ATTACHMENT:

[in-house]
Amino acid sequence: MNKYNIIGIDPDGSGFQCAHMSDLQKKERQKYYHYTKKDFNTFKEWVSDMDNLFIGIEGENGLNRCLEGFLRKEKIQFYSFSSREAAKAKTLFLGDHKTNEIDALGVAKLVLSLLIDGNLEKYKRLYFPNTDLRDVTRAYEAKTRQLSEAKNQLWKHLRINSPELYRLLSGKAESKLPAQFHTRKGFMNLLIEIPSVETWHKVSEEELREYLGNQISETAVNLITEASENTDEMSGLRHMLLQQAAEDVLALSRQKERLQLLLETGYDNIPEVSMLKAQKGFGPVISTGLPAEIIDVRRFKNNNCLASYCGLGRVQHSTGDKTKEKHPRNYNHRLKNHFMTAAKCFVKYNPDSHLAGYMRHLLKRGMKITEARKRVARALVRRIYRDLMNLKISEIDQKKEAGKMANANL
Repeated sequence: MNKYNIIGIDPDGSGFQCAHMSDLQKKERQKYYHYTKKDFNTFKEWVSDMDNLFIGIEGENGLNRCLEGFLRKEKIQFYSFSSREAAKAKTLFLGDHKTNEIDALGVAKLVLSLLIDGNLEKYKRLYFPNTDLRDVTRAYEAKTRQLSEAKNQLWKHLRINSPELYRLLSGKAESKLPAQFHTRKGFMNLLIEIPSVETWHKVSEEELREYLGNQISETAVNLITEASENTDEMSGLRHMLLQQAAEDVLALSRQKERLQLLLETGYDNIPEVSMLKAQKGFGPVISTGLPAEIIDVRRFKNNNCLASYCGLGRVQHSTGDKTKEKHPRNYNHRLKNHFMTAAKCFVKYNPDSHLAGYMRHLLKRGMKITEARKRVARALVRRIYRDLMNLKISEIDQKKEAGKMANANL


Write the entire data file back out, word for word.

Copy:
[in-house]
Amino acid sequence: MNKYNIIGIDPDGSGFQCAHMSDLQKKERQKYYHYTKKDFNTFKEWVSDMDNLFIGIEGENGLNRCLEGFLRKEKIQFYSFSSREAAKAKTLFLGDHKTNEIDALGVAKLVLSLLIDGNLEKYKRLYFPNTDLRDVTRAYEAKTRQLSEAKNQLWKHLRINSPELYRLLSGKAESKLPAQFHTRKGFMNLLIEIPSVETWHKVSEEELREYLGNQISETAVNLITEASENTDEMSGLRHMLLQQAAEDVLALSRQKERLQLLLETGYDNIPEVSMLKAQKGFGPVISTGLPAEIIDVRRFKNNNCLASYCGLGRVQHSTGDKTKEKHPRNYNHRLKNHFMTAAKCFVKYNPDSHLAGYMRHLLKRGMKITEARKRVARALVRRIYRDLMNLKISEIDQKKEAGKMANANL
Repeated sequence: MNKYNIIGIDPDGSGFQCAHMSDLQKKERQKYYHYTKKDFNTFKEWVSDMDNLFIGIEGENGLNRCLEGFLRKEKIQFYSFSSREAAKAKTLFLGDHKTNEIDALGVAKLVLSLLIDGNLEKYKRLYFPNTDLRDVTRAYEAKTRQLSEAKNQLWKHLRINSPELYRLLSGKAESKLPAQFHTRKGFMNLLIEIPSVETWHKVSEEELREYLGNQISETAVNLITEASENTDEMSGLRHMLLQQAAEDVLALSRQKERLQLLLETGYDNIPEVSMLKAQKGFGPVISTGLPAEIIDVRRFKNNNCLASYCGLGRVQHSTGDKTKEKHPRNYNHRLKNHFMTAAKCFVKYNPDSHLAGYMRHLLKRGMKITEARKRVARALVRRIYRDLMNLKISEIDQKKEAGKMANANL